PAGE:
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Aromas fair- for and by the community

The Aromas Community holds a fair for the community
Children learn to press apples to make delicious juice.
Children learn to press apples to make delicious juice.
Making a worm bin
Robin Gammons demonstrates a winter garden. Some vegetables such as lettuce are quick growing, while broccoli and cabbage will be ready by spring.
A shelling beans area is a sit-down, talk-with-the-neighbor-time. Just like our grandparents did while sitting on their porch.
Tomatoes: the color of harvest.

Transition Aromas, an organization that promotes self-reliance, held an old-fashioned community building celebration September 10.  

According to Wendy Elder and other committee members, the fair was organized for the citizens of Aromas, and featured locally grown produce and other educational booths that promoted the community’s resilience and self-reliance.


“Our goal is to transition away from dependence on fossil fuels toward lower-energy, lower-carbon, environmentally and economically sustainable ways of doing things,” as stated in the information supplied by Transition Aromas.

The small park, on the corner of Blohm Ave. and Carpenteria Street in Aromas.was full of information on ways to promote stewardship of natural resources.


The tomato tasting booth, gave samples from a bevy of varieties, shapes and colors, and offered a chance to vote on a favorite. Apple pressing gave opportunity for children to learn how to press apples to make juice.

One child dropped apples into the bin, and another child turned the wheel.


Cathy Carlson of Las Lomas Lavender showed her harvest of lavender oil, dried tomatoes, lemon verbena and other herbs.


Other self-sufficiency demonstrations advised gardeners how to make a worm bin, grow a winter garden, or shell beans, among other educational workshops. One popular booth, aside from farming or gardening, featured tortoises and a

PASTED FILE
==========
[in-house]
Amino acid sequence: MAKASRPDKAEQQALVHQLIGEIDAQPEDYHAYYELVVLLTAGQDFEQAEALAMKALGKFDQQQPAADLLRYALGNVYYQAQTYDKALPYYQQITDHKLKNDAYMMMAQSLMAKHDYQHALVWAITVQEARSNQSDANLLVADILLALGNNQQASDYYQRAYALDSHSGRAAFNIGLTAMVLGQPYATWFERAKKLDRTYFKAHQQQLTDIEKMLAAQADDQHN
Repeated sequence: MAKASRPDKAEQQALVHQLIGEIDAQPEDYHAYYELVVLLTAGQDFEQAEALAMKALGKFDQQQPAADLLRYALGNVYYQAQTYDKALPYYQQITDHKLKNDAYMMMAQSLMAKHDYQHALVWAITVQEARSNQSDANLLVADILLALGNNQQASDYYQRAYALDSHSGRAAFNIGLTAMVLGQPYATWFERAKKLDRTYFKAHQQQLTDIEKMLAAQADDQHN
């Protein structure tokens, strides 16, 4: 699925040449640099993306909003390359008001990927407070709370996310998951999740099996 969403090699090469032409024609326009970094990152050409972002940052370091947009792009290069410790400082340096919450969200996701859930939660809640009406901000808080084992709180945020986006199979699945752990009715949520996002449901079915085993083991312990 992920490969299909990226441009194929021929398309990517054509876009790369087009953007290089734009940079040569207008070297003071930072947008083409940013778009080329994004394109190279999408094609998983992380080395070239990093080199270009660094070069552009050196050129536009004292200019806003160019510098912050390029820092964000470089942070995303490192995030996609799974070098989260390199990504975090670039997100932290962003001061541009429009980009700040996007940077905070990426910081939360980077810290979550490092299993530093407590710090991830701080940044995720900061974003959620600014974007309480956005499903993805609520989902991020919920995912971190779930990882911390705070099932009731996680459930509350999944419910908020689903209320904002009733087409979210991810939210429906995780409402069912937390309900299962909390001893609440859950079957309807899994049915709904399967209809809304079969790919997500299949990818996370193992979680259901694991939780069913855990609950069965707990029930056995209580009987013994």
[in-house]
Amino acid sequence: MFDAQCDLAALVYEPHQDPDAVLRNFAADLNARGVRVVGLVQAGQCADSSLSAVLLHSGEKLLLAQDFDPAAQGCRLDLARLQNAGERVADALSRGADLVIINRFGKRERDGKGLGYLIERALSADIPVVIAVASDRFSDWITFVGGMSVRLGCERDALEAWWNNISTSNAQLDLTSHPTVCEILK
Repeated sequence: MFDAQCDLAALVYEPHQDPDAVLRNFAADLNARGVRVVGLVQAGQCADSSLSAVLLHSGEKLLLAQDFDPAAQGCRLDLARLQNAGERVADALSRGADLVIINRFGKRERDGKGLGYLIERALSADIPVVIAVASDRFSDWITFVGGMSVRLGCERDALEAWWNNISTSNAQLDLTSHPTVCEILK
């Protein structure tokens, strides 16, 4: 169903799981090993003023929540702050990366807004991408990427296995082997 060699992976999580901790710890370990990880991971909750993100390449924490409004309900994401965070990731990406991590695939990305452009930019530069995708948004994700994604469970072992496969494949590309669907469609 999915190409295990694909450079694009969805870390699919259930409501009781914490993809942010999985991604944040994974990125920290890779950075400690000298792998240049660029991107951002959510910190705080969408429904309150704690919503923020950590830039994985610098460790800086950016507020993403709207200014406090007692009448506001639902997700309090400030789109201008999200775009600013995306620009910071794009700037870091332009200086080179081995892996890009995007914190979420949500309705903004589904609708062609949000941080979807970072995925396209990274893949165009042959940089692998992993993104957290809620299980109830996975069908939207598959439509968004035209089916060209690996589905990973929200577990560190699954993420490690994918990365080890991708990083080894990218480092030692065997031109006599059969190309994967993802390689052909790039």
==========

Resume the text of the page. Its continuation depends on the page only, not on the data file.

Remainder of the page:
variety of reptiles, and snakes, with some of them willing to be held and stroked.


Hobbyists Kevin and Heather Norred take cages full of their animal friends to fairs such as the Aromas Fair to educate folks and offer them up for adoption.


Strengthening neighborly connections, a major goal of Transition Aromas was accomplished in the friendly setting of a small town fair. 


Laureen Diephof (Freelance writer)

Laureen has been in the communication business for many years as a photojournalist, columnist, and blogger.She served as reporter and columnist for South Monterey County Newspapers. She reported for the Soledad Bee and the Gonzales Tribune, and is currently writing feature stories for the Salinas Californian. From 2012-13, She was on a one year journey beginning in the Arctic Circle to the Sahara Desert, and many countries and small islands in between. After that she joined AmeriCorps, and served as the volunteer coordinator for the Arts Council for Monterey County. When the 10 month service was completed, she took the earned stipend and used it in Cambodia, where she stayed on a Buddhist Pagoda with the Monks and Nuns. She has written a book about her one year journey and hopes to get it published soon. Her website is: She lives in Aromas with her cat Pharaoh.

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